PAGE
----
with the bold text in the example below:

Saturday, December 24, 2011

Pa Negre (Black Bread) by Agustí Villaronga, 2010

with Francesc Colomer, Marina Comas, Nora Navas, Laia Marull, Andrés Herrera, Sergi López...

In the harsh post-war years' Catalan countryside, Andreu, a child that belongs to the losing side, finds the corpses of a man and his son in the forest. The authorities want his father to be made responsible of the deaths, but Andreu tries to help his father by finding out who truly killed them. In this search, Andreu develops a moral consciousness against a world of adults fed by lies. In order to survive, he betrays his own roots and ends up finding out the monster that lives within him.

Ok, summary reveals it all. And nothing. It is told from the child's perspective, a little bit like to movie is telling it. From the point of view of an adult, there is much more we can see, all the layers, the untold, the trying to be better, but circumstances having it worsen. The case of people that fate has put forever as losers, no matter how hard they try. It is a sad and quite too real story.
Cinematography excellent, with a very impressive opening and ending scene. Plot thickening into an incredible human drama. The acting, both of the children and the adults, impeccable. I recommend to watch it in its original version, which is Catalan. For it is also a great symbol of the recognition Catalunya has finally reached, after so many years of being on the side. This movie has won the Goyas, which is historical for a Catalan spoken movie, and is now in competition to represent Spain for the Oscar. May it go all the way.

La Piel Que Habito (The skin I live in) by Pedro Almodovar, 2011 (R)

with Antonio Banderas (The Other Man), Elena Anaya (Room in Rome), Marisa Paredes (All about my mother), Blanca Suárez, Jan Cornet

Robert Ledgard (Antonio Banderas), a brilliant plastic surgeon, seeks to overcome the grief of his late wife's disfigurement in a fiery car crash by inventing skin that is impervious to injury, but his experiments on a living woman hasten his descent into madness.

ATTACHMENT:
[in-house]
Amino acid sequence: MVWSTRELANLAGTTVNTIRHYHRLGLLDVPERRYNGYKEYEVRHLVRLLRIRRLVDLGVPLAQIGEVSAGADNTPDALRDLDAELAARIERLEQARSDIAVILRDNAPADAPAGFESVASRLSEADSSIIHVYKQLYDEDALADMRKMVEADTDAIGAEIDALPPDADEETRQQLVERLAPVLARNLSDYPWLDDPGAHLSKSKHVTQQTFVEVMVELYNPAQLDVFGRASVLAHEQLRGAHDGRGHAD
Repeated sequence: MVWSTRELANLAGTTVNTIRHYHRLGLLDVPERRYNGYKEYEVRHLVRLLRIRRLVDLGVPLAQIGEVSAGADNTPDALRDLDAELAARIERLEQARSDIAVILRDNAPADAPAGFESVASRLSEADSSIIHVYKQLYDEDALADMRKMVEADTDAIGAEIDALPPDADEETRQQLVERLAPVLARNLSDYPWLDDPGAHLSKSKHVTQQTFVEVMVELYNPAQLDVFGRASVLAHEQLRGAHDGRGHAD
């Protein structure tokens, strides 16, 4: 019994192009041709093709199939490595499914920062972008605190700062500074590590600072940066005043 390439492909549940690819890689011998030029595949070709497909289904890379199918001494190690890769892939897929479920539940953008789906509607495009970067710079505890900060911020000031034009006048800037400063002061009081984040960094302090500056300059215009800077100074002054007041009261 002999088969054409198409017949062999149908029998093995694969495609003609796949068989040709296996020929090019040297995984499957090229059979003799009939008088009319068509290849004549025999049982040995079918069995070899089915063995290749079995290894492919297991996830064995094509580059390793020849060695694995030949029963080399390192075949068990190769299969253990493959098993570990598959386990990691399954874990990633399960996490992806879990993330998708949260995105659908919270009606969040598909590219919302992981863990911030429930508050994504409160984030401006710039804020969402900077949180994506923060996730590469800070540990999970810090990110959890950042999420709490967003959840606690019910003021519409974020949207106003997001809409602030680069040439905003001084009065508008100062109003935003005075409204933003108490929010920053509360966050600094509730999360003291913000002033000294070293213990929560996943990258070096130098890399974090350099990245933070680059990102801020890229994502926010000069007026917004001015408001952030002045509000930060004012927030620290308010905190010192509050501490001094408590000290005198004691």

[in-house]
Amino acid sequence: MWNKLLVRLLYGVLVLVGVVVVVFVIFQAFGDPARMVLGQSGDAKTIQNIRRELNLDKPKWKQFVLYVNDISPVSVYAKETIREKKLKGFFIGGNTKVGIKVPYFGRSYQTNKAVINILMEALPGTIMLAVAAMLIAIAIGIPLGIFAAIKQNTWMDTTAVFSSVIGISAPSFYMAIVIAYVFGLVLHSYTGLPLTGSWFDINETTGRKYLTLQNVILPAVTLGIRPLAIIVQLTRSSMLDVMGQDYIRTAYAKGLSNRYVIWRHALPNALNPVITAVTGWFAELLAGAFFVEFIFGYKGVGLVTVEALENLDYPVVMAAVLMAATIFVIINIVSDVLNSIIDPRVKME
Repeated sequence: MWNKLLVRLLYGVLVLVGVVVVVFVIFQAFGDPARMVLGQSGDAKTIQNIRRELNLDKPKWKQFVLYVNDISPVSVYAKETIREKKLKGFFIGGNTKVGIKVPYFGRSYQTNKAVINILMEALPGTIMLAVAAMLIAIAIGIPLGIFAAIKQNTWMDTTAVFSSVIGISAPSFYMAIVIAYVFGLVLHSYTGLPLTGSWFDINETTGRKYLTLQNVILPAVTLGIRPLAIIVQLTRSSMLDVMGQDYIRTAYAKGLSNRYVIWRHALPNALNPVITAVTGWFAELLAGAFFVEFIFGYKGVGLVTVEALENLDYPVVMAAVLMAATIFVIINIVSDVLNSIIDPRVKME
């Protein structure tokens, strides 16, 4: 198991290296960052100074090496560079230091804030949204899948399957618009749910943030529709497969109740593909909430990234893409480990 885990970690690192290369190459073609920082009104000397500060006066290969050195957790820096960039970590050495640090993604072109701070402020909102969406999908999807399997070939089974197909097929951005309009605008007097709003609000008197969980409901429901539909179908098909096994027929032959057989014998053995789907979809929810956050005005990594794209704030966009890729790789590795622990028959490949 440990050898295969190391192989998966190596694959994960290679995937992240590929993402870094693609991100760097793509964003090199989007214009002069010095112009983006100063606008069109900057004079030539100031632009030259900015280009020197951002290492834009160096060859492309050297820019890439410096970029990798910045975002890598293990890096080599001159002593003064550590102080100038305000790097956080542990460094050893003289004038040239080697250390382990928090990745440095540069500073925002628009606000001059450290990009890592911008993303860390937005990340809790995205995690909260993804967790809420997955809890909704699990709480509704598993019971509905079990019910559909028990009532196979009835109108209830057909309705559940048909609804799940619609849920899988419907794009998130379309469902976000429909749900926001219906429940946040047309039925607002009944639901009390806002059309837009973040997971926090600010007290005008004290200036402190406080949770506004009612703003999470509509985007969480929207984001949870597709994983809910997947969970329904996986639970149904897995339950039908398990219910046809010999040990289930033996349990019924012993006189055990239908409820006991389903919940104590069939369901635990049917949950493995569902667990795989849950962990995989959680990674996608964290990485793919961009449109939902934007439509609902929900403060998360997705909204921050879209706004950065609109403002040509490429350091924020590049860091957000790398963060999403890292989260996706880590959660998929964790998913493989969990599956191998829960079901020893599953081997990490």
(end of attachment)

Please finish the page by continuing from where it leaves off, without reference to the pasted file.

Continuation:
It's not because of Elena Anaya, I promise. But I felt detached from this movie as well. I believe there were a lot of opinion going to extremes whether you love it or hate it, but no real middle ground. I guess I didn't like it. It was fascinating to see the transformation of the man, but the movie wasn't really about it. I loved the object and the wall that was created in this room, but looking closely, it didn't feel very deep. Then, I guess it was not crazy enough to feel that I was watching a crazy movie, it was not sensitive enough so I could like the characters, It was not interesting enough basically. Too many departure, and too many dead ends...

Room in Rome by Julio Medem, 2010

with Elena Anaya (La Piel Que Habito - The Skin I Live In) and Natasha Yarovenko

A hotel room in the center of Rome serves as the setting for two young and recently acquainted women to have a physical adventure that touches their very souls.

It took me a while to watch it... I saw the original movie "En la cama" by Matías Bize from Chile, I got the idea, it was an interesting concept to put two actors in a room set, and make them play a story that grows out of the bedroom, while the staging remains there. From intimacy to strangeness, and the discovery of the other through lies and truth... Room in Rome follows the same story, except it is more daring to have two women playing the couple. And I guess more romantic to be in what seems a luxurious hotel room in Rome than a shitty motel on a road of Chile. But maybe because it has all these elements, and the technology that surrounds them, it feels less natural, and also, the fact that the actresses are not speaking their own language, it feels a little overacted, over-staged. I didn't click so much with the characters, didn't feel sad for their miseries, in other words, it didn't touch me. And the sensuality between the two women was hard to believe. Oh, and why on earth did they portrayed a lesbian as if they were all stuck in the 90's with awful kinda outfits looking like Scarlett from "Four Wedding and a Funeral".

Leaving Las Vegas by Mike Figgis, 1995 (UR)

with Nicolas Cage (Face/Off), Elisabeth Shue (Deconstructing Harry, The Saint) and Julian Sands

Ben Sanderson, an alcoholic Hollywood screenwriter who lost everything because of his drinking, arrives in Las Vegas to drink himself to death. There, he meets and forms an uneasy friendship and non-interference pact with prostitute Sera.